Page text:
Talk about suicide is a very serious matter. It is not something that happens in a whim or simply an attempt to garner sympathy. There are many underlying reasons why someone would talk about suicide or consider taking their own life, and any suicide attempt—successful or not—should be taken seriously.
Suicide currently ranks as the tenth most common cause of death in the United States for people aged 15 to 80 with around 750,000 attempts and 30,000 deaths occurring every year. Talk about suicide and suicide incidents are more common in the elderly, with 40 percent of all suicide victims recorded belonging to the age group 60 years old and above.
Why do people talk about suicide suicide?
- Underlying mental conditions, usually depression: Depression and other mental disorders cause overwhelming feelings of hopelessness, helplessness, and sadness that can feel unbearable. Talk about suicide should be taken seriously.
- Stress outweighs available coping resources and mechanisms: When some people begin to feel overwhelmed by their problems, they may think that they have no other way out but suicide. Hopelessness and helplessness can lead to talk about suicide.
- Pain becomes unbearable: For some victims, suicide becomes an option when the pain is simply too much to handle, whether it is physical pain, emotional suffering or any other kind of overwhelm. Overwhelm can lead to talk about suicide.
What if I want to talk about suicide?
Get help immediately. The majority of people who want to talk about suicide often don’t carry out these thoughts immediately and do not want to die if they had other ways to cope with their feelings and depression. This can give you time to seek professional help, where you can talk about suicide in a safe place. Getting past suicidal thoughts typically requires mental health treatment, where you can talk about suicide openly, and begin your recovery from depression.
Talk about suicide: What if I have a friend or family member who spoke of contemplating suicide?
- Take any talk about suicide very seriously. Expressing thoughts of suicide could be a suicidal person’s attempt to seek help, so don’t hesitate to reach out to them by asking directly if they are thinking of hurting themselves or are having problems or need help.
- Call for help. Depression can be fatal and like any fatal process requires professional assistance. If you are prepared to act on your suicidal thoughts, call 911 or go to your local emergency room to get professional help to talk about suicide immediately.
- Keep a calm and an open mind. Showing distress or worry at suicidal behavior will most likely cause further aggravation on the affected person’s part. Instead, stay calm and focus on comforting and encouraging the person to seek help and talk about suicide.
- Encourage verbalization of feelings, including talk about suicide: Listen attentively to the person’s attempts to express his or her feelings. Be open about the topic as much as you can. Ask direct questions such as: “Are you planning on killing yourself?” “Have you tried hurting yourself before?” “Do you think you might try to hurt yourself today?”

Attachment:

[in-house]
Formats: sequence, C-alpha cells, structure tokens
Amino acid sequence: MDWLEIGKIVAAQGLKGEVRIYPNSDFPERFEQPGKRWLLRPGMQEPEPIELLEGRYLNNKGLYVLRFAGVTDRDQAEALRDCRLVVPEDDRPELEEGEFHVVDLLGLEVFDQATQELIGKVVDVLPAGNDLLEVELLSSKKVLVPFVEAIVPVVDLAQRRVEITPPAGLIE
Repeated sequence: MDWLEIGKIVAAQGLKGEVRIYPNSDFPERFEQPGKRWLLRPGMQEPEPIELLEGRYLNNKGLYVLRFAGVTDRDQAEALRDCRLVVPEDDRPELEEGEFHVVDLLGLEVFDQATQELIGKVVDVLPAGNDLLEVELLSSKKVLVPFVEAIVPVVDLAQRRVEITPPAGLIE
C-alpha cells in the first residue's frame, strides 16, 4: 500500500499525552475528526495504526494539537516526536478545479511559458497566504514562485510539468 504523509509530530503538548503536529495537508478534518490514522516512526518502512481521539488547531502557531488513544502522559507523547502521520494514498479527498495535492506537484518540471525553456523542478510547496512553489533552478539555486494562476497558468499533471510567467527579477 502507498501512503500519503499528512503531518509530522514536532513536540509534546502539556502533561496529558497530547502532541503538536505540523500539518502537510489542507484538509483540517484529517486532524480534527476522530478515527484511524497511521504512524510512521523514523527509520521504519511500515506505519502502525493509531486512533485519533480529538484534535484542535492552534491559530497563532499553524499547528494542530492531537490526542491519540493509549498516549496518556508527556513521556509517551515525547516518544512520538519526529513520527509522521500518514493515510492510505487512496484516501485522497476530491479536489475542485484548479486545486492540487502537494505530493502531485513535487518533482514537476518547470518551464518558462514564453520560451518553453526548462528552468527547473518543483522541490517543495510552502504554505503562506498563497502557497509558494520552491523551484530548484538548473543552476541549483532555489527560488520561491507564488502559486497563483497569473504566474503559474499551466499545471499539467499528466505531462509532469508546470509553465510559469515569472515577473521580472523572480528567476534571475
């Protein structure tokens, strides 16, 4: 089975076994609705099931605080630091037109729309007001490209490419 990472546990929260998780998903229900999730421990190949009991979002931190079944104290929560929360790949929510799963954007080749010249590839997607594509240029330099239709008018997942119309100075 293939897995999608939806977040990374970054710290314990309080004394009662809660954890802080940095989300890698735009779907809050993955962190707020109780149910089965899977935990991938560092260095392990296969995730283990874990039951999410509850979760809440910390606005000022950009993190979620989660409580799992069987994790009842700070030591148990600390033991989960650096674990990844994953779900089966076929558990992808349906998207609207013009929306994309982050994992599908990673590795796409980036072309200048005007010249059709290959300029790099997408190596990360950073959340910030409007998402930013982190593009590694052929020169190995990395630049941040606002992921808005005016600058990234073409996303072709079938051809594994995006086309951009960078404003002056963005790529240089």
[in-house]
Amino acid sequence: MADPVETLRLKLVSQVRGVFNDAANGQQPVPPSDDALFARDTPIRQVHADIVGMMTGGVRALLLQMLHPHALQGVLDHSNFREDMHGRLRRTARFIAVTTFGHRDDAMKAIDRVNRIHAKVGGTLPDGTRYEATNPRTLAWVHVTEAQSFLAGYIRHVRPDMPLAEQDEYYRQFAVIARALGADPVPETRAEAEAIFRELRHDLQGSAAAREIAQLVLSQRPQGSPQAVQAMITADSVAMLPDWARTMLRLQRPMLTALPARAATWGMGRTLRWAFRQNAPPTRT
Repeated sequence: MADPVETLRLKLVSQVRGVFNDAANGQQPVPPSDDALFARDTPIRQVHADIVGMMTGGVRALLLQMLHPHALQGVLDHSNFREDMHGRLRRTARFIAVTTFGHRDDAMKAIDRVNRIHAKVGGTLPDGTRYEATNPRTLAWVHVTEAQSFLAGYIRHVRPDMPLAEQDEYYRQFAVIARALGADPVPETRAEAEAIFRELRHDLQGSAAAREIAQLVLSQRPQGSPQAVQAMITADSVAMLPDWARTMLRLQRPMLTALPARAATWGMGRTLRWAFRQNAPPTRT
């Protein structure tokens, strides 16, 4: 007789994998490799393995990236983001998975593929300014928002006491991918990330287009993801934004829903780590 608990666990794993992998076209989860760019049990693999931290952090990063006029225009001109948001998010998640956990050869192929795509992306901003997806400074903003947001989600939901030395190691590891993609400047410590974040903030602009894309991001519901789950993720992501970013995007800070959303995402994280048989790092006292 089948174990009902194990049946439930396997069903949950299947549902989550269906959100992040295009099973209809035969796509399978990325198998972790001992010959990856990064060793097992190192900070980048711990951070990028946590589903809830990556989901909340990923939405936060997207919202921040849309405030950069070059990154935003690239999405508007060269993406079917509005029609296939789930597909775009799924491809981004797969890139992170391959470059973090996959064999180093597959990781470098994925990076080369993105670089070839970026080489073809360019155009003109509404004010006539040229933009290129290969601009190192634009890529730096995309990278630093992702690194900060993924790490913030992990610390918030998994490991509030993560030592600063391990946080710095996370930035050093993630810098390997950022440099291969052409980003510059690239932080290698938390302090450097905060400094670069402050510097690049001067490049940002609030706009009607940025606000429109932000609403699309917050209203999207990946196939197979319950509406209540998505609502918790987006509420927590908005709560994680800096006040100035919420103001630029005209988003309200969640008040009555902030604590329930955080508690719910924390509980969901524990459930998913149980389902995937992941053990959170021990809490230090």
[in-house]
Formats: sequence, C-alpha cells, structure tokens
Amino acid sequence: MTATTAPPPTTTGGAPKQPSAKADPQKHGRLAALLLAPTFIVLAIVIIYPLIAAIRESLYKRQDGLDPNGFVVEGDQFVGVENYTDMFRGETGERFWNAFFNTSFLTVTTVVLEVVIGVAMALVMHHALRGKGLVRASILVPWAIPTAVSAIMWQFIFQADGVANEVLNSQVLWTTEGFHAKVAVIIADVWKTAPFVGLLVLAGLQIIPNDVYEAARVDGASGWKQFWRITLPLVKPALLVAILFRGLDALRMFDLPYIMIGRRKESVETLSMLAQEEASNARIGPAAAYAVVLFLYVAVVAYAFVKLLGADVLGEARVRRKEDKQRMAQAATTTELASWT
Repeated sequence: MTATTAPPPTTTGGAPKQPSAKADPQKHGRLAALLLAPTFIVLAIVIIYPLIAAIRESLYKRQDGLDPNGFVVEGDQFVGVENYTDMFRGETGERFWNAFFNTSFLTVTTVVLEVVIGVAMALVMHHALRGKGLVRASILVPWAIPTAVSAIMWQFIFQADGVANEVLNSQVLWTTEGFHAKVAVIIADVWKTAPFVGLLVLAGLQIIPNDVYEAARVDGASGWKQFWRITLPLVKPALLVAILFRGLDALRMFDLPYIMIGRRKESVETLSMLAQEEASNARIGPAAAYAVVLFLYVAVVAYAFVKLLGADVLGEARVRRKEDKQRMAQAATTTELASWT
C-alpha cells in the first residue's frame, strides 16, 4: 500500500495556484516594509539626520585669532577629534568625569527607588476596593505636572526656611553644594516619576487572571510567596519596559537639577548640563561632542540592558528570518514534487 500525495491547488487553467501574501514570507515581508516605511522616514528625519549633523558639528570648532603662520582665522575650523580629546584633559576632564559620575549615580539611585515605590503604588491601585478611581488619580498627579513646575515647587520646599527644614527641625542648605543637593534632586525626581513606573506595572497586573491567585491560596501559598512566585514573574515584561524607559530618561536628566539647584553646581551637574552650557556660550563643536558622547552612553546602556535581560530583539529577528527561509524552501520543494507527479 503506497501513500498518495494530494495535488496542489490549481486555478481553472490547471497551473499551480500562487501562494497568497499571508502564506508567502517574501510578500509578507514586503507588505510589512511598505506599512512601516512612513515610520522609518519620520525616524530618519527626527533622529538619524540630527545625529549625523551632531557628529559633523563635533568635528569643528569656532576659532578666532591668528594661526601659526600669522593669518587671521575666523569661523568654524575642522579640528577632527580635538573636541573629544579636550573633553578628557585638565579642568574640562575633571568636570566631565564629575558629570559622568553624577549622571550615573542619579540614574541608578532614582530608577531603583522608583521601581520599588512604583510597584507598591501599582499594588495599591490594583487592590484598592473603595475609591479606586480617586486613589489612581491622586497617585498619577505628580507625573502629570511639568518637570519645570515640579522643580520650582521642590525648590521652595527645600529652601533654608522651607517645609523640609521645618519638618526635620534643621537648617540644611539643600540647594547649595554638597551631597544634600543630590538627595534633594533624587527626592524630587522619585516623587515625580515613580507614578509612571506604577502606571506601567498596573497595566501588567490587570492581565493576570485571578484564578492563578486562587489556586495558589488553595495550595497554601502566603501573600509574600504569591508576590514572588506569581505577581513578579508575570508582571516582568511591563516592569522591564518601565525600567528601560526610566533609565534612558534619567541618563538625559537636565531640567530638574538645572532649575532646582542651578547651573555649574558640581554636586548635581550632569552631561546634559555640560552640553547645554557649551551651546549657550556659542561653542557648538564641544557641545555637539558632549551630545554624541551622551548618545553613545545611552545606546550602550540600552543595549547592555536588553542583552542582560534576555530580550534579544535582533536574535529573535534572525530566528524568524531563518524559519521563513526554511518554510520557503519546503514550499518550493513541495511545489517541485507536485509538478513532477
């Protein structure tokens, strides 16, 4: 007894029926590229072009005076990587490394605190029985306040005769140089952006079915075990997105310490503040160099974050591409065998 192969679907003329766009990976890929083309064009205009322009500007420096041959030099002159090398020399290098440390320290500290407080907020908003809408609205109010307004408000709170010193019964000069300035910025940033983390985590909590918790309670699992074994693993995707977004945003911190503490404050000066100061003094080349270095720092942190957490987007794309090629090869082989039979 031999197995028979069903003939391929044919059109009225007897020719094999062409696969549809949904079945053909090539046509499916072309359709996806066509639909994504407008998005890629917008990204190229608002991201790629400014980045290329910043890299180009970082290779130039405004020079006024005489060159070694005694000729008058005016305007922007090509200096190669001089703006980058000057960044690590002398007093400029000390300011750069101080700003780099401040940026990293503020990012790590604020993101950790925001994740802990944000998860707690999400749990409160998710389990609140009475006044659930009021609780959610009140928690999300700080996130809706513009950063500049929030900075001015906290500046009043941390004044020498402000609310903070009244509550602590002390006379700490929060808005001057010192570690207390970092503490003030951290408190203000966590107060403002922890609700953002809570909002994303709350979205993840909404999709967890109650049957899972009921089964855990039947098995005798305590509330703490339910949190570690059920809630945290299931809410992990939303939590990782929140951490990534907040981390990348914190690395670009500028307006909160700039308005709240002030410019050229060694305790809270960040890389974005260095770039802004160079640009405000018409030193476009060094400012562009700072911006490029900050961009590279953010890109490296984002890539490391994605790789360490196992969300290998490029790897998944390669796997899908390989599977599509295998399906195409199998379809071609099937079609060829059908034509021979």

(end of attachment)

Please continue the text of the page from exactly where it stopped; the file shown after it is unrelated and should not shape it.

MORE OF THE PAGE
- Offer comfort and encouragement. Remember that the person involved is in a great amount of pain. Never say anything to belittle the victim’s pain or thoughts. Be open if they need to talk about suicide. Be as gentle and understanding as possible. Keep telling the person that they are loved and that you are concerned for them.
- Never leave the person alone, not even for a moment. Don’t give the person an opportunity to act his or her suicidal thoughts.
Talk about suicide: Is there something wrong with me?
Thoughts of suicide are actually fairly common. Thoughts or talk about suicide does not mean you are a weak person nor does it mean that you are abnormal. It just means that you are overwhelmed and need help. Talk about suicide, if done in with a professional trained to help, can be beneficial.
Suicidal thoughts is a serious matter that should not be ignored nor is it something that can be self-treated. Seek professional help to talk about suicide and help save a life.
Because our treatment center relies on evidence based practices, our Intensive Outpatient Program shares many common methods with other successful treatment methods. The foundation of our treatment program for relies on the principles of the stages of change, cognitive behavioral therapy, solution focused treatment, skills training and identifying repetitive dysfunctional behavioral relationship patterns to promote recovery from depression and other mental health disorders. In fact, our Intensive Outpatient Program in Memphis, TN that has been proven to be effective in the treatment of these disorders in six peer reviewed treatment outcome studies. Our treatment center provides services to those who are experiencing suicidal thoughts, need more treatment than one hour a week, but less than 24 hour care, by providing three hours of treatment per day, three to five days per week, in an intensive outpatient setting. If you or a loved one needs to talk about suicide, depression or anxiety, they should be assessed by a trained mental health professional who can help design a treatment plan that can result in recovery. Treatment for suicide, depression and anxiety can be highly successful. Call us at 901-682-6136 to schedule an appointment.